Two remote First Nations are calling on the incoming government to reset the regional Ring of Fire infrastructure planning process after they claim a year of secret meetings led to the Wynne Liberals signing agreements with other communities.
Neskantaga and Eabametoong First Nations on Wednesday issued a media release, denouncing environmental assessment agreements they said were signed between the provincial government and Marten Falls and Webequie First Nation earlier this month.
Those agreements mark the beginning of an aggressive process to build roads into the Ring of Fire, Neskantaga and Eabametoong claim, arguing any road development will impact all of the communities and only cause further delays and frustration.
Prior to the 2014 provincial election, Premier Kathleen Wynne had signed a regional framework agreement with the nine Matawa First Nations communities that had been intended to create collective negotiations to develop the Ring of Fire.
“We agreed to work on these issues together as a group of nine First Nations and Ontario, but Ontario is trying to take a shortcut,” Eabametoong chief Elizabeth Atlookan said in a statement.
“We have worked on community-based solutions for how to do this the right way – carefully considering all the impacts and development scenarios so we can arrive at informed regional consensus, but our suggestions are not taken seriously.”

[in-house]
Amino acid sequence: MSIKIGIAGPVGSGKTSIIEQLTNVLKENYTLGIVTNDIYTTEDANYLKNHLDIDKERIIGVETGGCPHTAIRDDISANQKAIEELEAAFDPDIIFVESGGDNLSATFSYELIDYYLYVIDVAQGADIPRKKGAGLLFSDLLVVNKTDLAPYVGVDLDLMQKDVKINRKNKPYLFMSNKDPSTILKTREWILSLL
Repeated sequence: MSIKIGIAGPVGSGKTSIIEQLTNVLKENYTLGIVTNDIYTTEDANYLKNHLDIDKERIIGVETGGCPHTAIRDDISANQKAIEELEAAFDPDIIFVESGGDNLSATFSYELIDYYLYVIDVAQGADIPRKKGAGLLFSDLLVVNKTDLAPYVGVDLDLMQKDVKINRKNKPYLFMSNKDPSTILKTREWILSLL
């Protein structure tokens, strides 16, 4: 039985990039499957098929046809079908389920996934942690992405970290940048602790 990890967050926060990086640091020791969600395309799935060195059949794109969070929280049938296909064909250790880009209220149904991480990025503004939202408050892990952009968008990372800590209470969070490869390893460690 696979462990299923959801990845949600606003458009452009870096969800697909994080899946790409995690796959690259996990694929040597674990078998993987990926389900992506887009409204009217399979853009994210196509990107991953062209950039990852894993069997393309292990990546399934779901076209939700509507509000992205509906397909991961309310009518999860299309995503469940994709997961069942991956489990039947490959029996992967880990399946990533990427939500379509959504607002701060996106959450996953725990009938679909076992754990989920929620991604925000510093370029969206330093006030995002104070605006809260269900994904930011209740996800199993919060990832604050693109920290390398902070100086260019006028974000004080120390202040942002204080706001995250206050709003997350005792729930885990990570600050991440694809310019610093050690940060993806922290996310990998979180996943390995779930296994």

Wynne in August 2017 announced an all-season road would be constructed to connect Marten Falls, Webequie and Nibinamik First Nations to the provincial highway network, with that construction expected to begin in 2019.
Her challengers in next week’s provincial election – Progressive Conservative leader Doug Ford and New Democrat leader Andrea Horwath – have each been critical of the Wynne government’s handling of the Ring of Fire.
Notably, Ford during this year’s PC leadership race vowed to personally hop on a bulldozer and start building the road, though he has since seemed to back away from that pledge.
Atlookan and Neskantaga chief Wayne Moonias urged whoever is elected on June 7 to keep the previous promise to work with all nine communities.
“The development of our homelands is about more than any one mine or road,” Atlookan said.
“It’s about the potential transformation of our lands and way of life forever. These discussions are serious and must occur in ways that recognize our rights and involve all our communities, not the closed door approach we’ve seen over the past couple of years.”